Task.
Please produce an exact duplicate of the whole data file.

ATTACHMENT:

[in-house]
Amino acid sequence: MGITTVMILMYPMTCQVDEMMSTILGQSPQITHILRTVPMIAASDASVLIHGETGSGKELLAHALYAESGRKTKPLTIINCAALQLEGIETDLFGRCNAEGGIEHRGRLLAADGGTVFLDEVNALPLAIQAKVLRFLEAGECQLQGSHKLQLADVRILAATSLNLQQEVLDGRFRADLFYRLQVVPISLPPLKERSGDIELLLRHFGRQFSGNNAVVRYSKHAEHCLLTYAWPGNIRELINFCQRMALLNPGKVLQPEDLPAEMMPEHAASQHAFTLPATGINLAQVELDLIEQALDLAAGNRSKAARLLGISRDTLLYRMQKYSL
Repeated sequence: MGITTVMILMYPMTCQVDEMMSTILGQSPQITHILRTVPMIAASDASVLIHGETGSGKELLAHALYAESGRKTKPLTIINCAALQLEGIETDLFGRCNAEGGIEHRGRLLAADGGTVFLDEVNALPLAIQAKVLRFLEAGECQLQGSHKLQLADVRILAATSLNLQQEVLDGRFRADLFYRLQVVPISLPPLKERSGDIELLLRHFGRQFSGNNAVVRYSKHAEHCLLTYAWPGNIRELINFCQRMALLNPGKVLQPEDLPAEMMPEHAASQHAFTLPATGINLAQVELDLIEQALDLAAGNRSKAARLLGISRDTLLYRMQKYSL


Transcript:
[in-house]
Amino acid sequence: MGITTVMILMYPMTCQVDEMMSTILGQSPQITHILRTVPMIAASDASVLIHGETGSGKELLAHALYAESGRKTKPLTIINCAALQLEGIETDLFGRCNAEGGIEHRGRLLAADGGTVFLDEVNALPLAIQAKVLRFLEAGECQLQGSHKLQLADVRILAATSLNLQQEVLDGRFRADLFYRLQVVPISLPPLKERSGDIELLLRHFGRQFSGNNAVVRYSKHAEHCLLTYAWPGNIRELINFCQRMALLNPGKVLQPEDLPAEMMPEHAASQHAFTLPATGINLAQVELDLIEQALDLAAGNRSKAARLLGISRDTLLYRMQKYSL
Repeated sequence: MGITTVMILMYPMTCQVDEMMSTILGQSPQITHILRTVPMIAASDASVLIHGETGSGKELLAHALYAESGRKTKPLTIINCAALQLEGIETDLFGRCNAEGGIEHRGRLLAADGGTVFLDEVNALPLAIQAKVLRFLEAGECQLQGSHKLQLADVRILAATSLNLQQEVLDGRFRADLFYRLQVVPISLPPLKERSGDIELLLRHFGRQFSGNNAVVRYSKHAEHCLLTYAWPGNIRELINFCQRMALLNPGKVLQPEDLPAEMMPEHAASQHAFTLPATGINLAQVELDLIEQALDLAAGNRSKAARLLGISRDTLLYRMQKYSL